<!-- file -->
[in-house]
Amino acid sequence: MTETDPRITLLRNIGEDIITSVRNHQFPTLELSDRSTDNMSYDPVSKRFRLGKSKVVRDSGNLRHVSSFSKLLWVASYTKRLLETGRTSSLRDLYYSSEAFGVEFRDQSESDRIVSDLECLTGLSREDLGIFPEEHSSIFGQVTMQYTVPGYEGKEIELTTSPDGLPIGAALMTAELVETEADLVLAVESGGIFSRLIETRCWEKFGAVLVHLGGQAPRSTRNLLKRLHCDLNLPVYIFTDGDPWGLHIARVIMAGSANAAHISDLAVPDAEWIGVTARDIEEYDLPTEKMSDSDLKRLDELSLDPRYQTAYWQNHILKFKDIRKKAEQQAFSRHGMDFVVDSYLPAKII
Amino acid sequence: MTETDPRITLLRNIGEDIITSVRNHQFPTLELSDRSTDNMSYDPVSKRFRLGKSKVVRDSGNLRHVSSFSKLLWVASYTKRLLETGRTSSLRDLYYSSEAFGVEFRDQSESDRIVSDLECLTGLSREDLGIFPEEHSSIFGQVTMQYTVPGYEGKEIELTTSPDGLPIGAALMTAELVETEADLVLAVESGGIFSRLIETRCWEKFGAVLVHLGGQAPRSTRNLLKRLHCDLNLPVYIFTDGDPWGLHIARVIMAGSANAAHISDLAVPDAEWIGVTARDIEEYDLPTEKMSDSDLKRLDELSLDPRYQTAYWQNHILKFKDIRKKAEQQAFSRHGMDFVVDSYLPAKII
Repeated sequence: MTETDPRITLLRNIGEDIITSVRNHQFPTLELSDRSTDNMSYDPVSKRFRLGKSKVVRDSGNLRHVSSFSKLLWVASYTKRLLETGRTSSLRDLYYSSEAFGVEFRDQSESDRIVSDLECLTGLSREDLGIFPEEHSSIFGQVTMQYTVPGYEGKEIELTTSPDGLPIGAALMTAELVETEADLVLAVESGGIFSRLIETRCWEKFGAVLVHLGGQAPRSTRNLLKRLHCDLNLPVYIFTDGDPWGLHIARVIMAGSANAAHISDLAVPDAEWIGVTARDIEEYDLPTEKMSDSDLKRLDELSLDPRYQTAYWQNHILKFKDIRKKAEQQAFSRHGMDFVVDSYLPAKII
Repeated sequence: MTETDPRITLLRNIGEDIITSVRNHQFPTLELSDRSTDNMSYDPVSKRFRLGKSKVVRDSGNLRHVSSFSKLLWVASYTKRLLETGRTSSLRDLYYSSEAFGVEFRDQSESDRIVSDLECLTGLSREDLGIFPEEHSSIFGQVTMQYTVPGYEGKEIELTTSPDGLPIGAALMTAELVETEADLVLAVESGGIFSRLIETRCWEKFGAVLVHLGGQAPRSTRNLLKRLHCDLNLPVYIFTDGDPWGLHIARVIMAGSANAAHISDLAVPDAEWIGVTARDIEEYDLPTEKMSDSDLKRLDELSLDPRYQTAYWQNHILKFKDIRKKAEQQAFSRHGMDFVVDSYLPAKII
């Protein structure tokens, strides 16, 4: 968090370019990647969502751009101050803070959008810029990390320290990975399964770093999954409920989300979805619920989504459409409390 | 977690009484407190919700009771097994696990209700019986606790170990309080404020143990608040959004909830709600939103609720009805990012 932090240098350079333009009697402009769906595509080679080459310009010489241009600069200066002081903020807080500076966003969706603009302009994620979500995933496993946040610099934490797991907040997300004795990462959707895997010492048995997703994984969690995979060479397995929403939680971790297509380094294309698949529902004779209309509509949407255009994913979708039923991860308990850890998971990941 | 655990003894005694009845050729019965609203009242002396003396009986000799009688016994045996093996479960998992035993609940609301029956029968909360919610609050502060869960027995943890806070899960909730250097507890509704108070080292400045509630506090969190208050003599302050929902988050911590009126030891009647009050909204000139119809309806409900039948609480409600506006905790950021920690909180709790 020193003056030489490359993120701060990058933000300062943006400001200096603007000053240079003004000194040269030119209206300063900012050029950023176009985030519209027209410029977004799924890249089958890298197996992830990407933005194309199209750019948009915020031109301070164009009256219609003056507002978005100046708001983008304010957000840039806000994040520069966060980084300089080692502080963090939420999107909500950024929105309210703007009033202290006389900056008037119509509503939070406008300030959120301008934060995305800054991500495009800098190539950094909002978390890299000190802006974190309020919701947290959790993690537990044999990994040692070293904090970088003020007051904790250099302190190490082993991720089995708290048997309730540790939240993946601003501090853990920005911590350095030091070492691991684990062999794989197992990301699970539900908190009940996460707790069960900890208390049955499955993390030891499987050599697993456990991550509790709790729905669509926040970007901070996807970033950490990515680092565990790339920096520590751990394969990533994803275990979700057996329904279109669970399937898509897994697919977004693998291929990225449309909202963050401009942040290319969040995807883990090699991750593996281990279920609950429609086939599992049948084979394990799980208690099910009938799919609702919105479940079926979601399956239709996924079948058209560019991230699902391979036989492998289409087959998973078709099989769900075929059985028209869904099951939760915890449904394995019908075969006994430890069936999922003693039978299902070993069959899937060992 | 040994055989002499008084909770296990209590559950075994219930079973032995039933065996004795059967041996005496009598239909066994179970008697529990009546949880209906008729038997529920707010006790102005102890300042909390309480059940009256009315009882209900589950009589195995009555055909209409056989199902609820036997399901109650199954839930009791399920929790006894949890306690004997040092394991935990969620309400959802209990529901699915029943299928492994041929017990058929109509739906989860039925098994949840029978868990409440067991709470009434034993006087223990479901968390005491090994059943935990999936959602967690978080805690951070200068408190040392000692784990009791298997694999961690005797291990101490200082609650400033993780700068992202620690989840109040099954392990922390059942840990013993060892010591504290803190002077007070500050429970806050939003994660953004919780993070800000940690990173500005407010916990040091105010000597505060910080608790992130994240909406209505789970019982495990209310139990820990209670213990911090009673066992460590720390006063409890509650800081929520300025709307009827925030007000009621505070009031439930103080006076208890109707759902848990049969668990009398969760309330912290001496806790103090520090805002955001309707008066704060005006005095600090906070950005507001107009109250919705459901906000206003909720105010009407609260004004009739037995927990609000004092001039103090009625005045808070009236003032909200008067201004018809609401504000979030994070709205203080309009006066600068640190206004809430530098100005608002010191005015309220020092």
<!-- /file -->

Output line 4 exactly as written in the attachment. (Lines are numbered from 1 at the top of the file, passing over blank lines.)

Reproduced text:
Repeated sequence: MTETDPRITLLRNIGEDIITSVRNHQFPTLELSDRSTDNMSYDPVSKRFRLGKSKVVRDSGNLRHVSSFSKLLWVASYTKRLLETGRTSSLRDLYYSSEAFGVEFRDQSESDRIVSDLECLTGLSREDLGIFPEEHSSIFGQVTMQYTVPGYEGKEIELTTSPDGLPIGAALMTAELVETEADLVLAVESGGIFSRLIETRCWEKFGAVLVHLGGQAPRSTRNLLKRLHCDLNLPVYIFTDGDPWGLHIARVIMAGSANAAHISDLAVPDAEWIGVTARDIEEYDLPTEKMSDSDLKRLDELSLDPRYQTAYWQNHILKFKDIRKKAEQQAFSRHGMDFVVDSYLPAKII